[-empyre-] COPYRIGHT Demistified ( PART 1)

Hello everyone on the * empyre * list,

Before I go ahead with my contribution, I wanted  to 
say that the discussions have been most 
informative! -
thank you all for the time and input and especially  
Melinda for igniting the empyre engine. It's been 
great meeting you on-line.


I intend to talk about (c) for artists working in the 
field of new media and netart, followed by a 
practical workshop on basic licensing procedures.
I look forward to reading your comments on, 
frustrations with, disregard of....copyright and 
related issues.
Why 'for', and why 'against'? 

Although I am not a lawyer, I have dealt with 
copyright issues in my work as an independent 
artist, as a producer of new media projects and, 
most recently, as a Rights Officer at VISCOPY - 
www.viscopy.com - where some of my work was to 
provide and manage copyright administrative and 
finical advice and services. In Australia, ( and with 
my (c) hat on)  have worked with most National 
Museums and Galleries, universities, most major 
newspaper publishers and TV stations, as well as 
independent producers and curators who have 
requested licenses for the use of artistic work. 
I have also dealt with international copyright 
agencies and have been engaged in the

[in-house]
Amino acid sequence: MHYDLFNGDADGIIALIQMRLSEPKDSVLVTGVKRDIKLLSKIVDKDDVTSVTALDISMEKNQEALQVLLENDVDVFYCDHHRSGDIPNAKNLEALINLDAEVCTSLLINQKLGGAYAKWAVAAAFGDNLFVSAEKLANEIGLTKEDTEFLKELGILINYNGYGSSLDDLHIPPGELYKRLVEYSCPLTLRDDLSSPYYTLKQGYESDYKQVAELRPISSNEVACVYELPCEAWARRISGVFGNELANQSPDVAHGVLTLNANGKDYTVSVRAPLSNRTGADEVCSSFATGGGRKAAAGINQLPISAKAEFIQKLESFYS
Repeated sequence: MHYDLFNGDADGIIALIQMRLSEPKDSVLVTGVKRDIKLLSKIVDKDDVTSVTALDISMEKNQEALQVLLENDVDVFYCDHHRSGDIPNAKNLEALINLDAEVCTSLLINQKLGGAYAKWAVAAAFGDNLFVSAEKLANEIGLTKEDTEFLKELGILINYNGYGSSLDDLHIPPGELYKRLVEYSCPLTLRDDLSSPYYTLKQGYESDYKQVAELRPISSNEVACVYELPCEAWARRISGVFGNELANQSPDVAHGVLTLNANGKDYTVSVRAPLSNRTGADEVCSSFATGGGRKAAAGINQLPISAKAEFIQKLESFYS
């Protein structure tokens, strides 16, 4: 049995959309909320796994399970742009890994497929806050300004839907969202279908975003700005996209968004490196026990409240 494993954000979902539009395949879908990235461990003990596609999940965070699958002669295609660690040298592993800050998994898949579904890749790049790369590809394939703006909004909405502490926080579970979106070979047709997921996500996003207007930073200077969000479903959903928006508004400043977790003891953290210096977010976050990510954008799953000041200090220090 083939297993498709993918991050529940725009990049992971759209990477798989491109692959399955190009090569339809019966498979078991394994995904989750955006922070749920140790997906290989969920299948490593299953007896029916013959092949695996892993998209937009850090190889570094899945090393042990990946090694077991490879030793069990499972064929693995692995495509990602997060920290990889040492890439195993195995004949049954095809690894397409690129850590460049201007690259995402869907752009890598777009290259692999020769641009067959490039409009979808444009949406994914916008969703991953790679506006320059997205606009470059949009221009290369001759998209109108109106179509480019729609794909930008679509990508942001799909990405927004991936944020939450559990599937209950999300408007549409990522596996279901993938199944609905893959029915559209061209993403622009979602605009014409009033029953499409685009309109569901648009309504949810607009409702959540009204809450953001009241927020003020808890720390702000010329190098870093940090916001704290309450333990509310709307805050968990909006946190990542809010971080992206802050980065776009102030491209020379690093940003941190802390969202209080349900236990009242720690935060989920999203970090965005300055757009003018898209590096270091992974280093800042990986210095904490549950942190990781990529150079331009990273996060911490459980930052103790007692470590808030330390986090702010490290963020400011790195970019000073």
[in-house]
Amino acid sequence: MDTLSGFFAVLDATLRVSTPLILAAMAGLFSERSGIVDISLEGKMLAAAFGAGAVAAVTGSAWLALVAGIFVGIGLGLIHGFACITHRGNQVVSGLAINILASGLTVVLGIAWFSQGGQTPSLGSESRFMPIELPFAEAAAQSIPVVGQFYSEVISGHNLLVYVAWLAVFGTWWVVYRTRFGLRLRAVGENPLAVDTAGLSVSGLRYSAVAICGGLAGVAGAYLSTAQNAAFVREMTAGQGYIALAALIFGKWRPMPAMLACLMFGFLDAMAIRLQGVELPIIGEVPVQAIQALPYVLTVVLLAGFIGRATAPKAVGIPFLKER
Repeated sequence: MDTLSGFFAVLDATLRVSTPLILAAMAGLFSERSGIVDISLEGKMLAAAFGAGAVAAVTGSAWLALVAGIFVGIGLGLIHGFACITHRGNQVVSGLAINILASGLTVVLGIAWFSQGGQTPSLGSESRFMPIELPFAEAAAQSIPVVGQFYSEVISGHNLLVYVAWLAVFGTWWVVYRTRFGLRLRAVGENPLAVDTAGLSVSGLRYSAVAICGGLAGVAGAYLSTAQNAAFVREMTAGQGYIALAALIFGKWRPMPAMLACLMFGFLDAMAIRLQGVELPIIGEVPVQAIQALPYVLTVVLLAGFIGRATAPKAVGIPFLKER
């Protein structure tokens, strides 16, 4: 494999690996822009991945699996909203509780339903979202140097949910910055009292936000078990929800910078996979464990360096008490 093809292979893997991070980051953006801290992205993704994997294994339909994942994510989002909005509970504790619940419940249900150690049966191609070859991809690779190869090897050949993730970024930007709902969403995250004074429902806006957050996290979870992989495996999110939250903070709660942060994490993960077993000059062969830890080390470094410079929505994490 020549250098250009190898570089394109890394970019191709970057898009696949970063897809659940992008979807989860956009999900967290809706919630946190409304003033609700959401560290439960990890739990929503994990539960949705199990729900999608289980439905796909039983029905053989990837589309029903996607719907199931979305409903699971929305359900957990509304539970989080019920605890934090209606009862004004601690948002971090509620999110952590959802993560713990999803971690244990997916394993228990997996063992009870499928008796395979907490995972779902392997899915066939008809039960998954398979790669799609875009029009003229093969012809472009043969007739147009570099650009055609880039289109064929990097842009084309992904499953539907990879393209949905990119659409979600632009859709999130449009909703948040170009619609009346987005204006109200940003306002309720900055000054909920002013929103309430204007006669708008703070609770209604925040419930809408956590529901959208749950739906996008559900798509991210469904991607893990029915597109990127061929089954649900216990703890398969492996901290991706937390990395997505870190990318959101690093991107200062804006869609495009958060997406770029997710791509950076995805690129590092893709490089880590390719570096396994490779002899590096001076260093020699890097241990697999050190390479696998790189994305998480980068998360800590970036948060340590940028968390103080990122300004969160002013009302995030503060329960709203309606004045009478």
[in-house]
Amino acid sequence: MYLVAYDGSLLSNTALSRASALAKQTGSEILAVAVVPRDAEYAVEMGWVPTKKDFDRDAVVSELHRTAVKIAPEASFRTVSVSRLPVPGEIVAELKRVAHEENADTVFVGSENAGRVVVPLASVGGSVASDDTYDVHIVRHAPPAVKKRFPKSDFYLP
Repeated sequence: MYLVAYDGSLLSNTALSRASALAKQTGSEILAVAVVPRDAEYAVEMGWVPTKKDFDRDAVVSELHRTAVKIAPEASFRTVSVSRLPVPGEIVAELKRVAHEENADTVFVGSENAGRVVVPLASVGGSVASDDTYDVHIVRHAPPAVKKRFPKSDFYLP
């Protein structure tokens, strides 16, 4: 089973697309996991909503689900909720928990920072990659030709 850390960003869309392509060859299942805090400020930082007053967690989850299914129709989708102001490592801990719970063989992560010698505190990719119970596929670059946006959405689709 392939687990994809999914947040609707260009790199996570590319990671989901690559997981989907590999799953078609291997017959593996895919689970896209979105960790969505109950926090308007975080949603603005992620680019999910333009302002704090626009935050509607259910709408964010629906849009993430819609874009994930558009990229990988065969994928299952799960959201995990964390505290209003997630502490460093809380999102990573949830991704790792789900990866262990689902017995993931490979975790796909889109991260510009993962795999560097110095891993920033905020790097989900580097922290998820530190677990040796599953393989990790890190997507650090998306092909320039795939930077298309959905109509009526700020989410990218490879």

administration, research and distribution of 
royalties for over 80,000 Australian and 
International artists.

You may already know this, so please skip th 
eintro and save your self some e-mail time. :)


Copyright protects an original work or a creative 
project from commercial exploitation. It covers any 
artistic form | project - the graphics, typography or 
images on a website, the code that was used to 
develop an artistic work, sound composition, 
architectural drawings and plans, the photograph 
of a performance or installation project, the video 
recording of the performance, any text, a video 
piece, a hologram.

The duration of copyright in Australia is the author's 
life plus 50 years. In the case of photography the 
duration is 50 years from the date of publication. If 
your work is published outside Australia the 
duration may be different depending on the territory 
where your work has been used. It is the artist, in 
one?s lifetime, and the artist's family/ partners/ trust 
in the case of artists' estates that can benefit 
economically from copyright.

* Moral right *

Protects the integrity of your work. Even if you are 
not paid for the copying of your work you are still 
entitled for the work to be reproduced correctly 
without alterations and you need to be credited.

However, you need to note that ideas expressed in 
a work are excluded from copyright protection. If an 
artist produces a new work that deals with the 
same ideas but the subsequent works (images, 
text, sound composition, video) are very different 
from works produced by another person, then the 
artist is free to publish the new creation.
Ideas are cheep, process is costly... and the 
outcome could be either an infringement or an 
economic reward.

Other forms of intellectual property include:

Protect inventions of new products, processes 
and, in more resent years, even new 
microorganisms. The right protects from the 
manufacturing or commercial exploitation of the